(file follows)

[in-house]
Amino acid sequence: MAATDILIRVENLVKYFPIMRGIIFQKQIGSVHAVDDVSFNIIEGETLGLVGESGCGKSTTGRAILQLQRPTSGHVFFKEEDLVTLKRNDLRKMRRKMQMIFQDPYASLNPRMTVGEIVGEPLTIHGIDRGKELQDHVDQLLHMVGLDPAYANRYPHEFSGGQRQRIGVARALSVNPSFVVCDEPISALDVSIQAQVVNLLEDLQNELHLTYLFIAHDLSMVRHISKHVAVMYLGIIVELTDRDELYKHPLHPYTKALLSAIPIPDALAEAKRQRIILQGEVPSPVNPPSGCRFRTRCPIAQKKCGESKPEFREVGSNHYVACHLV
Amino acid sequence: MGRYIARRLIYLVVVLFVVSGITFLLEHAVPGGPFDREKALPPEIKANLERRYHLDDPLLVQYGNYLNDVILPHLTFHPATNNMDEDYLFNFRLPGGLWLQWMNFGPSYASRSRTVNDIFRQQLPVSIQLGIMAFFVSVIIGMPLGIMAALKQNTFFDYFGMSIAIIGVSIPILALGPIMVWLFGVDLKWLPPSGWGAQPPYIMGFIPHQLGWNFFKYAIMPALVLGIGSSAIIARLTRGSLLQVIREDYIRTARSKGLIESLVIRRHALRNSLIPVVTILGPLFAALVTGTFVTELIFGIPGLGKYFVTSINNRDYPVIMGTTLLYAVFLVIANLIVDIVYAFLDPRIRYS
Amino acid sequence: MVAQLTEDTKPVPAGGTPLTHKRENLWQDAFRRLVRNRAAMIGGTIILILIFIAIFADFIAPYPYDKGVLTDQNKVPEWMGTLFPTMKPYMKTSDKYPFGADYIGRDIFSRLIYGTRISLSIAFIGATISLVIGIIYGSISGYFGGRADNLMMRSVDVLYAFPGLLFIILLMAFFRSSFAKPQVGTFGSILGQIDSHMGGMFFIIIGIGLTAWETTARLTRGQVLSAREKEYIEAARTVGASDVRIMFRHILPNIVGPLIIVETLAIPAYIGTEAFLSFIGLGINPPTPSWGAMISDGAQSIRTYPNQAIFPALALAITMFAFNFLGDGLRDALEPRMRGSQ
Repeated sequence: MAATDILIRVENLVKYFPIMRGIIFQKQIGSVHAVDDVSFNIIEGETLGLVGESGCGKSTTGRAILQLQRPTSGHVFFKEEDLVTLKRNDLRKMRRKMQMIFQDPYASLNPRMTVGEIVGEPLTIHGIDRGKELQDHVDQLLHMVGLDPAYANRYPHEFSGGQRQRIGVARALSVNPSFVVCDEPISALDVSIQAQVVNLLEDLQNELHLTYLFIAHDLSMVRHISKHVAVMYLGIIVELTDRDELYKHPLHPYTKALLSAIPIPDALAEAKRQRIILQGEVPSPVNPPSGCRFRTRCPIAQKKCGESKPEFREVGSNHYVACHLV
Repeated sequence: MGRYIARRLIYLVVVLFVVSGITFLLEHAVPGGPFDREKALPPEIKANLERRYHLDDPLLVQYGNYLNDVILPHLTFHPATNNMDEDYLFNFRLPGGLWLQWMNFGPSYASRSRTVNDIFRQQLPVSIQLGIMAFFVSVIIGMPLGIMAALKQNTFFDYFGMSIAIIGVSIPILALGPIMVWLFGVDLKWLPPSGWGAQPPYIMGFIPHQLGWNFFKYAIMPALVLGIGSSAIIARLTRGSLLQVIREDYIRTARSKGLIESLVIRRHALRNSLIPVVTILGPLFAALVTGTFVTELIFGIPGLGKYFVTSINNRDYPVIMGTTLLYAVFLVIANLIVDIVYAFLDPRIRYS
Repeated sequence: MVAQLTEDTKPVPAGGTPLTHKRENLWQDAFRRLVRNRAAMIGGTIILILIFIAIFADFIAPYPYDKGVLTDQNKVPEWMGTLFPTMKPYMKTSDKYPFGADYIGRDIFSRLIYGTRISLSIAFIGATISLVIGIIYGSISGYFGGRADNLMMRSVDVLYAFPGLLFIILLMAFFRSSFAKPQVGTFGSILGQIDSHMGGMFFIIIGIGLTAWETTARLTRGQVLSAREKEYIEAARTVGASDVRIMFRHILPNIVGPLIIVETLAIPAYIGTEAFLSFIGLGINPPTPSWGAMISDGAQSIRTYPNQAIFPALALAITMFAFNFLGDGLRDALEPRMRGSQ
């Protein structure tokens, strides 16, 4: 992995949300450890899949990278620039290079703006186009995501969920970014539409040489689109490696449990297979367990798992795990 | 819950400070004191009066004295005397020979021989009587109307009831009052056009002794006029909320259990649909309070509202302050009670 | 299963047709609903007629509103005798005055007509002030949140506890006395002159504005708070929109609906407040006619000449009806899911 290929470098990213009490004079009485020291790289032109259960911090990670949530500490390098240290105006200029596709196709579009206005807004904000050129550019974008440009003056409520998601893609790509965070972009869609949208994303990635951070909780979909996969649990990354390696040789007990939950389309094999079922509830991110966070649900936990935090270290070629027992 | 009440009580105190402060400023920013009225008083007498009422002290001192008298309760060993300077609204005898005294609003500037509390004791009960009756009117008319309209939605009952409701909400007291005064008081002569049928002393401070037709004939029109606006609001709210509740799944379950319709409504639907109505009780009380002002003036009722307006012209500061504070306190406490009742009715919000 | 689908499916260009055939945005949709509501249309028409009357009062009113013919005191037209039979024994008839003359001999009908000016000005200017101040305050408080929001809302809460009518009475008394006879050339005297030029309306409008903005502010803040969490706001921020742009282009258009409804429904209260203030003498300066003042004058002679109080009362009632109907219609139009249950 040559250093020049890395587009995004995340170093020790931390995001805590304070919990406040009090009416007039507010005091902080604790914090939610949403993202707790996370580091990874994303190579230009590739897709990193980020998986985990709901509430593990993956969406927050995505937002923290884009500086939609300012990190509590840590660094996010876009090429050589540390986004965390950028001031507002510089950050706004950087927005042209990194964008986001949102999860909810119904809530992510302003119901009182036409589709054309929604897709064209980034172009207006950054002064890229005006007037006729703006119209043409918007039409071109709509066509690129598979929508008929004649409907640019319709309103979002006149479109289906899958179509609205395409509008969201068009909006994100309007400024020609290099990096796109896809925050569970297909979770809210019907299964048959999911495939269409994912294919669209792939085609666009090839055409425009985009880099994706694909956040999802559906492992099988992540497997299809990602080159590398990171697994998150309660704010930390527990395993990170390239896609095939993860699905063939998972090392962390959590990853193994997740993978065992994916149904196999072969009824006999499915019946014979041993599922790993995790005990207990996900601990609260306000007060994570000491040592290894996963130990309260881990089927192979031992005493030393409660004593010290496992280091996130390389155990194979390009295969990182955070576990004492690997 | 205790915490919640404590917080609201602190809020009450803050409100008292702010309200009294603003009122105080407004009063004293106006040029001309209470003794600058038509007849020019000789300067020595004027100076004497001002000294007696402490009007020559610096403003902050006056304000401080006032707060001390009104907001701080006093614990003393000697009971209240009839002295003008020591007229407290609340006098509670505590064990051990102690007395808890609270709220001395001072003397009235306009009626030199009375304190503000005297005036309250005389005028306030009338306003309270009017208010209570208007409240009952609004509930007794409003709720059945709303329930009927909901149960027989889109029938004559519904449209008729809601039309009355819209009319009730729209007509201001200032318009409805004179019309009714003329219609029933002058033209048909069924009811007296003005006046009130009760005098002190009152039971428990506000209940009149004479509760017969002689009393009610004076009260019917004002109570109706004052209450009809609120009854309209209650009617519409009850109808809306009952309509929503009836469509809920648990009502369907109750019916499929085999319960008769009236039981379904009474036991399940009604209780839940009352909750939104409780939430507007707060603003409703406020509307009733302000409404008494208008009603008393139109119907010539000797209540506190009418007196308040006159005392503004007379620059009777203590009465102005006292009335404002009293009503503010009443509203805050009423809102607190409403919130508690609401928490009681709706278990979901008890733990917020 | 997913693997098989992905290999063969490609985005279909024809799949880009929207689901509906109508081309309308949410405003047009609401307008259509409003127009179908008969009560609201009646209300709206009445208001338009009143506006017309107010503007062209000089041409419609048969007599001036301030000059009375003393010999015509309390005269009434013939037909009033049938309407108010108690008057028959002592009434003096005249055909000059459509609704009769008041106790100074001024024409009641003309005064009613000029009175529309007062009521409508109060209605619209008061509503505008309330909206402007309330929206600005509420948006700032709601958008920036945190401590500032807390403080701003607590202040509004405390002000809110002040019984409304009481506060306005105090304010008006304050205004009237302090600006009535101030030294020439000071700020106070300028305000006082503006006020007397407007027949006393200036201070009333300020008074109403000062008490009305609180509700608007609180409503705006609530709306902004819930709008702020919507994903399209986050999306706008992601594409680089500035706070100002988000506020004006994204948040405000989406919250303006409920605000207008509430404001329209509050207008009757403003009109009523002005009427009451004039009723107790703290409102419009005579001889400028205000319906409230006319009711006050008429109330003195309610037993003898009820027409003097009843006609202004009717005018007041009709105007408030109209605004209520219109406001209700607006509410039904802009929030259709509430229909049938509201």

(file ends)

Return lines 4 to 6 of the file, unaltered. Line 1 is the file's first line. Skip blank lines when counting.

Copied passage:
Amino acid sequence: MVAQLTEDTKPVPAGGTPLTHKRENLWQDAFRRLVRNRAAMIGGTIILILIFIAIFADFIAPYPYDKGVLTDQNKVPEWMGTLFPTMKPYMKTSDKYPFGADYIGRDIFSRLIYGTRISLSIAFIGATISLVIGIIYGSISGYFGGRADNLMMRSVDVLYAFPGLLFIILLMAFFRSSFAKPQVGTFGSILGQIDSHMGGMFFIIIGIGLTAWETTARLTRGQVLSAREKEYIEAARTVGASDVRIMFRHILPNIVGPLIIVETLAIPAYIGTEAFLSFIGLGINPPTPSWGAMISDGAQSIRTYPNQAIFPALALAITMFAFNFLGDGLRDALEPRMRGSQ
Repeated sequence: MAATDILIRVENLVKYFPIMRGIIFQKQIGSVHAVDDVSFNIIEGETLGLVGESGCGKSTTGRAILQLQRPTSGHVFFKEEDLVTLKRNDLRKMRRKMQMIFQDPYASLNPRMTVGEIVGEPLTIHGIDRGKELQDHVDQLLHMVGLDPAYANRYPHEFSGGQRQRIGVARALSVNPSFVVCDEPISALDVSIQAQVVNLLEDLQNELHLTYLFIAHDLSMVRHISKHVAVMYLGIIVELTDRDELYKHPLHPYTKALLSAIPIPDALAEAKRQRIILQGEVPSPVNPPSGCRFRTRCPIAQKKCGESKPEFREVGSNHYVACHLV
Repeated sequence: MGRYIARRLIYLVVVLFVVSGITFLLEHAVPGGPFDREKALPPEIKANLERRYHLDDPLLVQYGNYLNDVILPHLTFHPATNNMDEDYLFNFRLPGGLWLQWMNFGPSYASRSRTVNDIFRQQLPVSIQLGIMAFFVSVIIGMPLGIMAALKQNTFFDYFGMSIAIIGVSIPILALGPIMVWLFGVDLKWLPPSGWGAQPPYIMGFIPHQLGWNFFKYAIMPALVLGIGSSAIIARLTRGSLLQVIREDYIRTARSKGLIESLVIRRHALRNSLIPVVTILGPLFAALVTGTFVTELIFGIPGLGKYFVTSINNRDYPVIMGTTLLYAVFLVIANLIVDIVYAFLDPRIRYS